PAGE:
Tropical Storm Claudette approached North Carolina coast from the west on Monday with wind and rain, after causing at least 13 deaths as it passed through Alabama and damage in parts of that state, Florida and Georgia, the National Hurricane Center (NHC) reported on Monday.
The center of Claudette, the third tropical storm this year in the Atlantic basin and the first to make landfall in the United States, was at 14.00 GMT about 15 miles (25 km) west of Duke, North Carolina, and about 30 miles (50 km) from Norfolk, Virginia.
It had maximum sustained winds of 40 miles (65 km/h) and was moving in an east-northeasterly direction at 28 miles per hour (45 km/h).
Claudette made landfall on the northern Gulf of Mexico coast early Saturday morning shortly after reaching tropical storm status with winds of 45 mph (75 km/h).
As it moved across the southeastern United States, this low-pressure front gradually lost strength and was downgraded to a tropical depression, but on Sunday night it regained strength and returned to tropical storm characteristics.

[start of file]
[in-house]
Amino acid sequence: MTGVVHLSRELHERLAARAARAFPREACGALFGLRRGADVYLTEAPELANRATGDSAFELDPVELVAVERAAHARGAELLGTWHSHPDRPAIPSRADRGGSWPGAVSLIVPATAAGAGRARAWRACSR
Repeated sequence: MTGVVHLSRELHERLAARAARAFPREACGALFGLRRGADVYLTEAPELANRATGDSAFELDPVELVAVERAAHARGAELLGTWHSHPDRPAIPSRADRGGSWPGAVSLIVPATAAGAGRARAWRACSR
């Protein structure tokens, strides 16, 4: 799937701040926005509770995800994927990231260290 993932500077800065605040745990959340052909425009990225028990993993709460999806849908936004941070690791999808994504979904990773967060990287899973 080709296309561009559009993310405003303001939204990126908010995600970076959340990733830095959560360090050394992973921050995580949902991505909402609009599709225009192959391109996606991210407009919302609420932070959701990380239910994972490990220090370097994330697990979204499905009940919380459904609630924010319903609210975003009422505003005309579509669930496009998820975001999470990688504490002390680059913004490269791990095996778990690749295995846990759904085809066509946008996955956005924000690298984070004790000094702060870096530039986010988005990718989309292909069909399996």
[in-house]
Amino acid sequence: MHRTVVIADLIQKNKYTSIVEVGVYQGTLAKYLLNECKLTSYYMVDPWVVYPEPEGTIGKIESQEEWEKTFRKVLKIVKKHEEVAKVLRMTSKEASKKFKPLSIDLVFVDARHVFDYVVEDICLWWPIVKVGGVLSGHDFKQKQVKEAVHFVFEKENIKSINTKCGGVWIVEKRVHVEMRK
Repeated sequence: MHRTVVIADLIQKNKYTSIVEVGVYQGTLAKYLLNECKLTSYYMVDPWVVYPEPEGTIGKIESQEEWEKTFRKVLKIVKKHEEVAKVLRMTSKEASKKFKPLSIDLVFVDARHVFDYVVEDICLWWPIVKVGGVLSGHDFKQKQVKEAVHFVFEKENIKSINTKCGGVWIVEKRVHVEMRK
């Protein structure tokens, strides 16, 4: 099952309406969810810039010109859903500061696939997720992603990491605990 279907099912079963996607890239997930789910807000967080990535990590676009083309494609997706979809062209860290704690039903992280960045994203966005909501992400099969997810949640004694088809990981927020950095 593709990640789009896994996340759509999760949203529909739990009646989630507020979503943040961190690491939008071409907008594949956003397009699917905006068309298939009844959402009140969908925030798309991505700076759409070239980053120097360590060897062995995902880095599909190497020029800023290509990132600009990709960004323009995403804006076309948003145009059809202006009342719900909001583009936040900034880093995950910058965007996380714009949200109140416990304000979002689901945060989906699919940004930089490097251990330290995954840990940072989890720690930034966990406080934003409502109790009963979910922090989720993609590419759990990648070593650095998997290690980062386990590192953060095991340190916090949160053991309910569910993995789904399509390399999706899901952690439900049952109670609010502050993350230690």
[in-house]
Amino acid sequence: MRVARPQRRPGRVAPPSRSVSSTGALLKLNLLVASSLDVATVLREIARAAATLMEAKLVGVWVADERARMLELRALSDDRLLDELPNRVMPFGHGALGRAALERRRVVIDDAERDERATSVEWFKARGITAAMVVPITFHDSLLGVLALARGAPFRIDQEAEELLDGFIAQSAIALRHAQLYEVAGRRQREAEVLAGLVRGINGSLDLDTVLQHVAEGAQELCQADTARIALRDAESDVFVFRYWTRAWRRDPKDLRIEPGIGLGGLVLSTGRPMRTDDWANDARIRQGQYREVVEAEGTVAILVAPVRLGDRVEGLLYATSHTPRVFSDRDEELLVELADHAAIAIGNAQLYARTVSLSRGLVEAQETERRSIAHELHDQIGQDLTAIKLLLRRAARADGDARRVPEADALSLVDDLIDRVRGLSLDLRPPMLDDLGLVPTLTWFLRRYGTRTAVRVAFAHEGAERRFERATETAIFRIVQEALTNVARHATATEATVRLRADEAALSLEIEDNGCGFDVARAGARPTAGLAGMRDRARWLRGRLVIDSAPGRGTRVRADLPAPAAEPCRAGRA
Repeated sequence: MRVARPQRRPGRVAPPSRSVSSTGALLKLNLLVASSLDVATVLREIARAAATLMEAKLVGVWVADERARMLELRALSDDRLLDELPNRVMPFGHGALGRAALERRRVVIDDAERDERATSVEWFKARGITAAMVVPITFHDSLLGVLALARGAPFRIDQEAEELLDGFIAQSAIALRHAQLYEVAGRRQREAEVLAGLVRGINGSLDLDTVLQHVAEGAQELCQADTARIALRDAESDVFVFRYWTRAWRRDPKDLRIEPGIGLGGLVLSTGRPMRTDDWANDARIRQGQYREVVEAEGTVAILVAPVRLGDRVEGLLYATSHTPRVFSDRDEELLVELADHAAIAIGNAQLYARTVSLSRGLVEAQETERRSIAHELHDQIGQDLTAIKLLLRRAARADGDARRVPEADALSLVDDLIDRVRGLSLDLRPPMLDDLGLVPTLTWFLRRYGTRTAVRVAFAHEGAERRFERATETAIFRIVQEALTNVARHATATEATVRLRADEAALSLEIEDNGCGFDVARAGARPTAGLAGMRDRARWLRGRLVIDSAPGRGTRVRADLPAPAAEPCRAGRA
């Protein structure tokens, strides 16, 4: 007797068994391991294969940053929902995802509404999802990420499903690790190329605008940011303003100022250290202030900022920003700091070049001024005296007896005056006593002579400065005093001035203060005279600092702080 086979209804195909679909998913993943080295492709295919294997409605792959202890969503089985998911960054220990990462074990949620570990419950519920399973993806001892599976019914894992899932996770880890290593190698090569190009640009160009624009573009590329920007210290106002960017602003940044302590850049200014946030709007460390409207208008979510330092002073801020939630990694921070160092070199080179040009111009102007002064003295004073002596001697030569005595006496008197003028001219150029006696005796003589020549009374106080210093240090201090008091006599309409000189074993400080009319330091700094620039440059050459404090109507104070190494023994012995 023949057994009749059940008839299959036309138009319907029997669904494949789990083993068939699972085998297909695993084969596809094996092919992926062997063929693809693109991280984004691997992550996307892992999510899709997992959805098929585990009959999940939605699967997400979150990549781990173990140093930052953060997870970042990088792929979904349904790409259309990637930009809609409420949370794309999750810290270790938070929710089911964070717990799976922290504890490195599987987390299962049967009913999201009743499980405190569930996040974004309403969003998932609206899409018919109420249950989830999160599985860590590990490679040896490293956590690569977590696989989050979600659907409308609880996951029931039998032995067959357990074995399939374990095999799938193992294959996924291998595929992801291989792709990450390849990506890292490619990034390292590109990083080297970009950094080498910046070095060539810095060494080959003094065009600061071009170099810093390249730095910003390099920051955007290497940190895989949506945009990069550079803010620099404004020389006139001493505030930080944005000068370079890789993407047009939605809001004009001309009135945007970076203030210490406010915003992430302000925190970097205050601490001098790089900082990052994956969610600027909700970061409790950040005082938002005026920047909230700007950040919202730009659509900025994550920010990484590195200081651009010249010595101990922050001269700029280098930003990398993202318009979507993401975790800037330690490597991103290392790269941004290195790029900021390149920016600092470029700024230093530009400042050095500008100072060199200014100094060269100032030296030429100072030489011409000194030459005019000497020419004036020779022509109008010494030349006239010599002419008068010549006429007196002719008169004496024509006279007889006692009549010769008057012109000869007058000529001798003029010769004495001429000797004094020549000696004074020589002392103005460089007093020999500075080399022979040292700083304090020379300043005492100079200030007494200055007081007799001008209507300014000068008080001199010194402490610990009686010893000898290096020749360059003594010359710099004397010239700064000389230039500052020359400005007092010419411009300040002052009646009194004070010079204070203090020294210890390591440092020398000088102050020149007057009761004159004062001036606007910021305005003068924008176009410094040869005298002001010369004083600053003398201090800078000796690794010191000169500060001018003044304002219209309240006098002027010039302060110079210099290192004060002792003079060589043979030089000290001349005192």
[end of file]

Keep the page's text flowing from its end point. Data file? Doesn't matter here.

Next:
Claudette is projected to reach the Atlantic Ocean on Monday and on Tuesday, transformed into a post-tropical cyclone, will pass just south of Nova Scotia, Canada, and then dissipate.
Tropical storm-force winds extend outward up to 140 miles (220 km) from the center in Claudette’s southeast quadrant.
The primary risk from Claudette before it moves out to the ocean is rain, which can cause flooding.
Alabama is the state hardest hit by Claudette, with a total of 13 deaths in rain and wind-related accidents.
Ten people, the vast majority of them children, were killed when a van and a car collided on a highway near Montgomery in heavy rain.
In another accident, a father and son were killed when a tree fell on their home near Tuscaloosa.
In addition, a woman whose car ran off the road and into a creek in Alabama lost her life, and a man is being sought who is believed to have fallen into an overflowing river in the same state.
According to the National Oceanic and Atmospheric Administration (NOAA), on which the NHC depends, this Atlantic cyclone season will be less intense than the 2020 season, but more active than normal.
NOAA forecasts the formation of 13 to 20 named tropical storms and 6 to 10 hurricanes, of which 3 to 5 would be major category (3, 4 and 5 on the Saffir-Simpson scale).
This Atlantic hurricane season will have “above normal” activity, although it is not expected to be similar to that of 2020, which broke all-time records with 30 named storms, according to Ben Friedman, NOAA administrator.